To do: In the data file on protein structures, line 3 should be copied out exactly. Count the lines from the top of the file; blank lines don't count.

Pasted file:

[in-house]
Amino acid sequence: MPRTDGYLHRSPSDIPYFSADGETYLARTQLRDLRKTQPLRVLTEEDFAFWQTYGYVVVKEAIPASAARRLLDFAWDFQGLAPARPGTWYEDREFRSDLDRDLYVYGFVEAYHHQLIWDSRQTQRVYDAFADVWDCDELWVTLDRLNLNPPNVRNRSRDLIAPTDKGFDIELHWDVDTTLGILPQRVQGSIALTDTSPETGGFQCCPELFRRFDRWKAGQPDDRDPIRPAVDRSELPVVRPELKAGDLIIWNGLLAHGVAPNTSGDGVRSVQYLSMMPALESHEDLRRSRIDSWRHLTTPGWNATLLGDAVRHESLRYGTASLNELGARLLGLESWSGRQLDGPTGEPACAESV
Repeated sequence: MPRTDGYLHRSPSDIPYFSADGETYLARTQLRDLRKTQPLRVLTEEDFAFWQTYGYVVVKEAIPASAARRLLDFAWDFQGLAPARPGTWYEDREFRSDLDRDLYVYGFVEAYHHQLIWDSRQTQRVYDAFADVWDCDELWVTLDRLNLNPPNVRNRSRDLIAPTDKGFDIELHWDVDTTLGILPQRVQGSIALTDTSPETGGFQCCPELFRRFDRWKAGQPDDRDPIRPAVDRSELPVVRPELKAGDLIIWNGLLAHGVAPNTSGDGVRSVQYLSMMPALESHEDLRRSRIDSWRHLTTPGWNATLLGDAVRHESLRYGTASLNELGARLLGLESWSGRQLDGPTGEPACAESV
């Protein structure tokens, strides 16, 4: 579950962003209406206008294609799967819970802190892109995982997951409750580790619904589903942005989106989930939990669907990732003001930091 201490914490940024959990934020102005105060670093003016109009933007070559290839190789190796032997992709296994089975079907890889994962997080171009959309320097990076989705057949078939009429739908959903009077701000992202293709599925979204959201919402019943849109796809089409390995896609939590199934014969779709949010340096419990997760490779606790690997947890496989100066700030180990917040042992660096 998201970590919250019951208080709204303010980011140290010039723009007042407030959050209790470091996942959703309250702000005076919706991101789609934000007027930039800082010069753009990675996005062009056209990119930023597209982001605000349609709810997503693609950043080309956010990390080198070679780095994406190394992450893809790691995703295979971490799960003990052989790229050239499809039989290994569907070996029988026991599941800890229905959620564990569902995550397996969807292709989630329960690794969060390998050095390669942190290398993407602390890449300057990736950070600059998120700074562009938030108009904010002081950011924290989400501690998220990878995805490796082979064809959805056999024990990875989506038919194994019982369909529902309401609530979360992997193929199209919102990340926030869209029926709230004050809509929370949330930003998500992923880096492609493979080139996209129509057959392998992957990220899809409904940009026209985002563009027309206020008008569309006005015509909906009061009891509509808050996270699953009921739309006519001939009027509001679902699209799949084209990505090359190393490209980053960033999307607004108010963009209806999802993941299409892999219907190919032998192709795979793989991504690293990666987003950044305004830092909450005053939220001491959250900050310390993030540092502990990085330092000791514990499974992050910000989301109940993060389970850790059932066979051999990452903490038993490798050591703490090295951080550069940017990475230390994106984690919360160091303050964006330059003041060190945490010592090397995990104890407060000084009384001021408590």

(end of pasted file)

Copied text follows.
Repeated sequence: MPRTDGYLHRSPSDIPYFSADGETYLARTQLRDLRKTQPLRVLTEEDFAFWQTYGYVVVKEAIPASAARRLLDFAWDFQGLAPARPGTWYEDREFRSDLDRDLYVYGFVEAYHHQLIWDSRQTQRVYDAFADVWDCDELWVTLDRLNLNPPNVRNRSRDLIAPTDKGFDIELHWDVDTTLGILPQRVQGSIALTDTSPETGGFQCCPELFRRFDRWKAGQPDDRDPIRPAVDRSELPVVRPELKAGDLIIWNGLLAHGVAPNTSGDGVRSVQYLSMMPALESHEDLRRSRIDSWRHLTTPGWNATLLGDAVRHESLRYGTASLNELGARLLGLESWSGRQLDGPTGEPACAESV